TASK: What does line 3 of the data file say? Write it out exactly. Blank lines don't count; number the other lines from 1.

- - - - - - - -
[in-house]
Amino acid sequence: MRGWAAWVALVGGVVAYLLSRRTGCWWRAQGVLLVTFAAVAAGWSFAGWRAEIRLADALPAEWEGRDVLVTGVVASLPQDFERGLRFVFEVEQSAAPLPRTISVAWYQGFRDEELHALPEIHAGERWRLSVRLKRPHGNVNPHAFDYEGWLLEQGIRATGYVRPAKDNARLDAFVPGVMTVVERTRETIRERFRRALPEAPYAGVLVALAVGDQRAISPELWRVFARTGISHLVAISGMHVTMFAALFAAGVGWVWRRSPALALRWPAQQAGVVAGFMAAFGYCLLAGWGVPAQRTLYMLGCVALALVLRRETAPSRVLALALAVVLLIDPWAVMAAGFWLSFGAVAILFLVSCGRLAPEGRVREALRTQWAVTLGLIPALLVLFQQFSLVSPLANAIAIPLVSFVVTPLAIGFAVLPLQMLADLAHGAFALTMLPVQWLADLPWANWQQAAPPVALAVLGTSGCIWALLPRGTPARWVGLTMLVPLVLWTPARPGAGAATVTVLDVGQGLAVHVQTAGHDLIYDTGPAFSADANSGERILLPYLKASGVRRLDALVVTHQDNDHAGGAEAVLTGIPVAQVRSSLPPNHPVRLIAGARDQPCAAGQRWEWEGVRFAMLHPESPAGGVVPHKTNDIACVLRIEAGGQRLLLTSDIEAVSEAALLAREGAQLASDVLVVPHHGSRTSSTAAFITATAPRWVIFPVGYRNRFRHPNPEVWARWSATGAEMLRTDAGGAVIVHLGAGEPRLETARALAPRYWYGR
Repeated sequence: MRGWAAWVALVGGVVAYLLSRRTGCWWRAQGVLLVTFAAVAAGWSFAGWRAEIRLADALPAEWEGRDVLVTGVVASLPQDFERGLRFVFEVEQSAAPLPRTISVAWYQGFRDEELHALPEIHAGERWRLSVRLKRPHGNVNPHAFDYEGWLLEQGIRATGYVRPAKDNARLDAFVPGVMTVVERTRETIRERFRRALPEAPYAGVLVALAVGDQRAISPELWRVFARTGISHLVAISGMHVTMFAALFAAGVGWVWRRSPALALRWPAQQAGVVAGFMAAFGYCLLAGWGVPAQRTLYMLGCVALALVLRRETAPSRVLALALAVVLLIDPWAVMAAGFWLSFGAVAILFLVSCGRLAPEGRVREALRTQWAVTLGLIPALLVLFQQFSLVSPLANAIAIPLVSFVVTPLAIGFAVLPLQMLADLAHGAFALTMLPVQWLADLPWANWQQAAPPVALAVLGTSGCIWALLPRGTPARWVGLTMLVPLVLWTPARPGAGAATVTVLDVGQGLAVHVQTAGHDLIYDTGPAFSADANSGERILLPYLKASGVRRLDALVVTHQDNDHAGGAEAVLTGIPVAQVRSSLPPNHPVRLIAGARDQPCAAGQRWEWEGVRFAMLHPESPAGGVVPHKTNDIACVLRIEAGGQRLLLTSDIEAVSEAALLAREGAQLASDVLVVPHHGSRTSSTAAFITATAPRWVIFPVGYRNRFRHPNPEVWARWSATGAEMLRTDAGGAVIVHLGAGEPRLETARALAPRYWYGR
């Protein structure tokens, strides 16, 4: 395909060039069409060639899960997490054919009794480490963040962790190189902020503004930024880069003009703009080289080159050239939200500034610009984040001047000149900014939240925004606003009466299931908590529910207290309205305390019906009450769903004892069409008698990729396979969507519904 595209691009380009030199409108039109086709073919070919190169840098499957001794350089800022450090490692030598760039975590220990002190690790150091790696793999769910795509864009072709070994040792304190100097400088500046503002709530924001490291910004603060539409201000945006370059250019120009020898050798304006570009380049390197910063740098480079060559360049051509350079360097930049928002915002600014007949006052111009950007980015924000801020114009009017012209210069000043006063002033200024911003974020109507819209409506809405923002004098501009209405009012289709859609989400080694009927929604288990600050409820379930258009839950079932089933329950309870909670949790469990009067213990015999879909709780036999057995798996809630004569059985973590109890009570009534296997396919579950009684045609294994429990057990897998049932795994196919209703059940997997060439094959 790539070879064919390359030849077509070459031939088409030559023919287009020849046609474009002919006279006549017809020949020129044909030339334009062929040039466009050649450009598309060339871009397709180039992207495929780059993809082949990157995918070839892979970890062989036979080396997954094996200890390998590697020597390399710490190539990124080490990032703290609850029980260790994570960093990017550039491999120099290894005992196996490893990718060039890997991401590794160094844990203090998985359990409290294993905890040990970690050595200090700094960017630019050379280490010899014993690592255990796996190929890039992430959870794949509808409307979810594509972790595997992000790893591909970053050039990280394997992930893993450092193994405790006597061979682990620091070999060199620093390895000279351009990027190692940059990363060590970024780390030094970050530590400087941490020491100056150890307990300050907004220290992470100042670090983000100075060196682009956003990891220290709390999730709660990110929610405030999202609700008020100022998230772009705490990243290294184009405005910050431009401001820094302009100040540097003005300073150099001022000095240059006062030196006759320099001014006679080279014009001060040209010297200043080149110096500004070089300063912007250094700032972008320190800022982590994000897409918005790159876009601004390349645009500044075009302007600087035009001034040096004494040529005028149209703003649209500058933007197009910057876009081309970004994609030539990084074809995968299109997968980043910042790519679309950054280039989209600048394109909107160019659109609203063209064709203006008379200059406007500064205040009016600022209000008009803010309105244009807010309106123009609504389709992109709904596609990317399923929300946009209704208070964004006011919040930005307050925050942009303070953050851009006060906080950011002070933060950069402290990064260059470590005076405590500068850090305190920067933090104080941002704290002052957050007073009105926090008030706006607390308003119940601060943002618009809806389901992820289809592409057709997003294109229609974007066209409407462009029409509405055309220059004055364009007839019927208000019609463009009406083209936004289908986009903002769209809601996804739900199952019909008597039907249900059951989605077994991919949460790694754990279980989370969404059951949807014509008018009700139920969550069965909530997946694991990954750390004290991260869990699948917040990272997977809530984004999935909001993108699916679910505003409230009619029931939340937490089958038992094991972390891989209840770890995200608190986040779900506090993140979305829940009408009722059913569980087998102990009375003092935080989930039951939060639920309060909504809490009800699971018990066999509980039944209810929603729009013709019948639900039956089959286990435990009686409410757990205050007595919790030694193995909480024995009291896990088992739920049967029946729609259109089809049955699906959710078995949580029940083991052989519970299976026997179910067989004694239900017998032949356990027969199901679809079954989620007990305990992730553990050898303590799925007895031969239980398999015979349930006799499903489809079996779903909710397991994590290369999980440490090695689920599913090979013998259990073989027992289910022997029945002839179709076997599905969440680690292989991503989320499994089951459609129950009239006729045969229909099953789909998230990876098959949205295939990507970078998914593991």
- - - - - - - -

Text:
Repeated sequence: MRGWAAWVALVGGVVAYLLSRRTGCWWRAQGVLLVTFAAVAAGWSFAGWRAEIRLADALPAEWEGRDVLVTGVVASLPQDFERGLRFVFEVEQSAAPLPRTISVAWYQGFRDEELHALPEIHAGERWRLSVRLKRPHGNVNPHAFDYEGWLLEQGIRATGYVRPAKDNARLDAFVPGVMTVVERTRETIRERFRRALPEAPYAGVLVALAVGDQRAISPELWRVFARTGISHLVAISGMHVTMFAALFAAGVGWVWRRSPALALRWPAQQAGVVAGFMAAFGYCLLAGWGVPAQRTLYMLGCVALALVLRRETAPSRVLALALAVVLLIDPWAVMAAGFWLSFGAVAILFLVSCGRLAPEGRVREALRTQWAVTLGLIPALLVLFQQFSLVSPLANAIAIPLVSFVVTPLAIGFAVLPLQMLADLAHGAFALTMLPVQWLADLPWANWQQAAPPVALAVLGTSGCIWALLPRGTPARWVGLTMLVPLVLWTPARPGAGAATVTVLDVGQGLAVHVQTAGHDLIYDTGPAFSADANSGERILLPYLKASGVRRLDALVVTHQDNDHAGGAEAVLTGIPVAQVRSSLPPNHPVRLIAGARDQPCAAGQRWEWEGVRFAMLHPESPAGGVVPHKTNDIACVLRIEAGGQRLLLTSDIEAVSEAALLAREGAQLASDVLVVPHHGSRTSSTAAFITATAPRWVIFPVGYRNRFRHPNPEVWARWSATGAEMLRTDAGGAVIVHLGAGEPRLETARALAPRYWYGR